There is intense interest in optimizing currently available colonoscopy techniques and developing new methods to improve early detection and prevention of colorectal cancer. These improvements apply to many aspects of colonoscopy, including screening effectiveness, reduced pain and complications, in vivo lesion classification, and easier insertion methods. Inherent characteristics of colonoscopy such as blind spots, residual stool, colonic contractions, and the subtle nature of some polyps present challenges to colonoscopic effectiveness. With the advent of several promising techniques, these issues are being addressed. Wide-angle colonoscopes, retroflexion, and water immersion technique are methods that have been developed. Concurrently, there is a need to reduce complications and improve patient acceptance and comfort. The education of endoscopists has appropriately focused on awareness of potential complications, with recent advances in the ability to manage complications such as bleeding and perforation. Despite its effectiveness, there are key opportunities to further improve colonoscopy including reducing the cost, improving the quality and tolerance of bowel preparation, and upgrading variance in detection and removal of polyps.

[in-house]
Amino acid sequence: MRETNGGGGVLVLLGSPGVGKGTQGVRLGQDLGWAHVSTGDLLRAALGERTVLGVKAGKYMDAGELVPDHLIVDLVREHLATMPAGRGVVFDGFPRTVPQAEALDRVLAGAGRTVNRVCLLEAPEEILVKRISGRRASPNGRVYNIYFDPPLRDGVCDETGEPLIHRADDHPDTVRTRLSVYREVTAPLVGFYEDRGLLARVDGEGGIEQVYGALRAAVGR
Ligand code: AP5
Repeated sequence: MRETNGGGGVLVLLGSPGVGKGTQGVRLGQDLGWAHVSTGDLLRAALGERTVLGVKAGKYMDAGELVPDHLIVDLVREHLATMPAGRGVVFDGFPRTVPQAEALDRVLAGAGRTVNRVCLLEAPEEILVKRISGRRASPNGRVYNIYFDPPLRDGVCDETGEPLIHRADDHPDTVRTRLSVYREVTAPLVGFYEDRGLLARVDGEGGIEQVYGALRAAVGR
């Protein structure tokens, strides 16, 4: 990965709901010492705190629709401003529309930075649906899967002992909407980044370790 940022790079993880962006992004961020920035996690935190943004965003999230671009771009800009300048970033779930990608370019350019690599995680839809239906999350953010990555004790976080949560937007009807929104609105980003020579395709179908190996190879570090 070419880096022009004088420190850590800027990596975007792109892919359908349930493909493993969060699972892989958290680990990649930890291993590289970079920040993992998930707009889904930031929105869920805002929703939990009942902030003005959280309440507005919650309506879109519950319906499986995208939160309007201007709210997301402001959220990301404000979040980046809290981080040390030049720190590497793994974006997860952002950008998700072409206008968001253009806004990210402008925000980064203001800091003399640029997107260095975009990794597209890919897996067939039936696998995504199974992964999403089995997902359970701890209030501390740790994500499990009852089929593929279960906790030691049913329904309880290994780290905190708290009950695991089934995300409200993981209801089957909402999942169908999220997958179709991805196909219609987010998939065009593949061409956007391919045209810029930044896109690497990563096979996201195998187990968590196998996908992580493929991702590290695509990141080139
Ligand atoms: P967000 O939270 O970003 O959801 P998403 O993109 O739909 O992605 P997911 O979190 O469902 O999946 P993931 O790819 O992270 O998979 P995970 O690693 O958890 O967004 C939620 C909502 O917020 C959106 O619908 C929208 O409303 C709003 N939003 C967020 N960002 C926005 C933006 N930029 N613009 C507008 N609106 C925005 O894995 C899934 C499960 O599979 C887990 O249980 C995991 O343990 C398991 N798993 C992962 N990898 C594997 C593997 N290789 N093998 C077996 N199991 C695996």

|Original language||English (US)|
|Number of pages||9|
|State||Published - Apr 2012|
ASJC Scopus subject areas